When Pep Guardiola saw Erling Haaland's artistic kung fu goal on the screen for the first time, he said "Oh, my God". The Manchester City coach said, "I've never seen anything like it." And then it occurred to him. Yet. Once. On December 22, 1973. Through his absolute idol. That's why he gave his new top scorer the ultimate praise that you can get from Guardiola after his winning goal to 2-1 against Haaland's ex-club Borussia Dortmund (84th): He compared him to Johan Cruyff.
"He once scored a goal like that for Barcelona against Atlético Madrid. And when I saw the goal, I immediately thought: 'Aah, like Johan Cruyff,' said the ex-FC Bayern Munich coach, for whom Dutch football died in 2016 icon has a very special status. "Anyone who knows me knows the influence he has on me," said Guardiola: "As a person, as a mentor and as a coach." Guardiola once played under Cruyff at FC Barcelona.
"He is flexible and elastic"
After the final whistle, the Norwegian himself comforted many former Dortmund colleagues with whom he had played four months ago. Then he enjoyed the once again effusive homage of the City fans and ran a small lap of honor alone. To explain afterwards with a mischievous grin: "We scored two beautiful goals today. But honestly, mine was a little bit better."
There were no objections. The equalizer by John Stones (80') after BVB's lead by Jude Bellingham (58') resulted from a long-range shot that is worth seeing, but probably tenable. But Haaland's hit - with the outside instep, jumping sideways with his back to the goal - was a hit that you only see very, very rarely. "An action that only Erling Haaland can actually implement," said Dortmund's sports director Sebastian Kehl: "We have benefited from it in recent years." Haaland then commented again objectively: "It's my job to wait in the box for the right moment and to score goals. Then the moment came and I did my job."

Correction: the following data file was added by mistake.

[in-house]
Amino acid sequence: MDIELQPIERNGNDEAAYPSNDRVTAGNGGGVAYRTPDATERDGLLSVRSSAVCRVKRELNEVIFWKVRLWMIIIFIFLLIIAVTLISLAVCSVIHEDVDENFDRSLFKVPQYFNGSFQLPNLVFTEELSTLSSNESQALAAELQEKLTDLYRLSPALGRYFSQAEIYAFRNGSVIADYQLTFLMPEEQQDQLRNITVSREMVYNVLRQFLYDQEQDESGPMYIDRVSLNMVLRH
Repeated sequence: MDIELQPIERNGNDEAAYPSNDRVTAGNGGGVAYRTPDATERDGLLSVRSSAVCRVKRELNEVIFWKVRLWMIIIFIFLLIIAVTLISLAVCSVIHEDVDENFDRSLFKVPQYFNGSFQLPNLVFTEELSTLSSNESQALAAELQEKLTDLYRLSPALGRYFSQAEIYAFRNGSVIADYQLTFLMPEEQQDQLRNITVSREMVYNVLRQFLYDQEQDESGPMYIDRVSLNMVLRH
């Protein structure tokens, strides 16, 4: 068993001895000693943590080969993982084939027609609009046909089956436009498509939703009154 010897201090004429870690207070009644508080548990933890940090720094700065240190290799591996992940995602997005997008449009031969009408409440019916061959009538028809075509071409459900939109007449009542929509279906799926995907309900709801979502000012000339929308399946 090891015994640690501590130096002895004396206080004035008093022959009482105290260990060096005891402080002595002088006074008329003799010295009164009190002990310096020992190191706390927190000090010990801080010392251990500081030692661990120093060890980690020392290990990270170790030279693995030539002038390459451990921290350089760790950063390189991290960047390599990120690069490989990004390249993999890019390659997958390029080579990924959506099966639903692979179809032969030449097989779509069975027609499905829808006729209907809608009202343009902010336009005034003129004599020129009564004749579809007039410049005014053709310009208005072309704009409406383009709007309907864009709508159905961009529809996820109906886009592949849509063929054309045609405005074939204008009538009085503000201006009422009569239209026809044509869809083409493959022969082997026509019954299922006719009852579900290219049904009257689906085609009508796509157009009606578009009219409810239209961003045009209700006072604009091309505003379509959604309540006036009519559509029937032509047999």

Sun: "Who is actually writing the scripts for this guy?"
He has now scored 13 goals in nine competitive games for the Citizens. And on the island, the hype about him is already huge. Until six minutes before the end, it looked like "the question that all of European football is asking could be answered," wrote the "Independent": "Maybe he can be stopped. Maybe he's human after all. Maybe it only takes a deep, intimate knowledge of his strengths and weaknesses to stop him from scoring." The answer in the end was no. So the Sun asked, "Who is actually writing the scripts for this guy?"